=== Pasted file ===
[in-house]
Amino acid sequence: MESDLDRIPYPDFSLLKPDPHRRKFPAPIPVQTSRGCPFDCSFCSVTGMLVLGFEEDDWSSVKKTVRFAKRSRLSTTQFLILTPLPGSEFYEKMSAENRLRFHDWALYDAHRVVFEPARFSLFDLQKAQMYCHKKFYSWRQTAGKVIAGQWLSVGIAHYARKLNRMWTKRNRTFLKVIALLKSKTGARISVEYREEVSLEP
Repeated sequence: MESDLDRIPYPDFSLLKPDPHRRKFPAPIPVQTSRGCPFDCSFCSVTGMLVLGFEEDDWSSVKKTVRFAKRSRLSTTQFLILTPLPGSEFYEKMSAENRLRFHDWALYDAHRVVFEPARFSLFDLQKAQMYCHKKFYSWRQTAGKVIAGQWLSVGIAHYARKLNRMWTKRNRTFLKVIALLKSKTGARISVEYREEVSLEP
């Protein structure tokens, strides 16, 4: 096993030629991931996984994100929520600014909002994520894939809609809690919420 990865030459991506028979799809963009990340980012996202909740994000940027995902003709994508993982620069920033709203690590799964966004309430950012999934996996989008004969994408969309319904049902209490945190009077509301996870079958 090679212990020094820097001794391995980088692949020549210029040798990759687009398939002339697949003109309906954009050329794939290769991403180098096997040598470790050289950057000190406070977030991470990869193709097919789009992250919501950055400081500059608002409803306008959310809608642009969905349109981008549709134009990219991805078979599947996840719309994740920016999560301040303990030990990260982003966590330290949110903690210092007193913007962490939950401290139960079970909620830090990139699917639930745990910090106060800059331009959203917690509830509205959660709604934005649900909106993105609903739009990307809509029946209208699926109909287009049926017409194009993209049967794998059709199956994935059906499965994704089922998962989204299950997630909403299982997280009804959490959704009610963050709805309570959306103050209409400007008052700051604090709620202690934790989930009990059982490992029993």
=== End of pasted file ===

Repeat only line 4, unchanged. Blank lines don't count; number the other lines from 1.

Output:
């Protein structure tokens, strides 16, 4: 096993030629991931996984994100929520600014909002994520894939809609809690919420 990865030459991506028979799809963009990340980012996202909740994000940027995902003709994508993982620069920033709203690590799964966004309430950012999934996996989008004969994408969309319904049902209490945190009077509301996870079958 090679212990020094820097001794391995980088692949020549210029040798990759687009398939002339697949003109309906954009050329794939290769991403180098096997040598470790050289950057000190406070977030991470990869193709097919789009992250919501950055400081500059608002409803306008959310809608642009969905349109981008549709134009990219991805078979599947996840719309994740920016999560301040303990030990990260982003966590330290949110903690210092007193913007962490939950401290139960079970909620830090990139699917639930745990910090106060800059331009959203917690509830509205959660709604934005649900909106993105609903739009990307809509029946209208699926109909287009049926017409194009993209049967794998059709199956994935059906499965994704089922998962989204299950997630909403299982997280009804959490959704009610963050709805309570959306103050209409400007008052700051604090709620202690934790989930009990059982490992029993």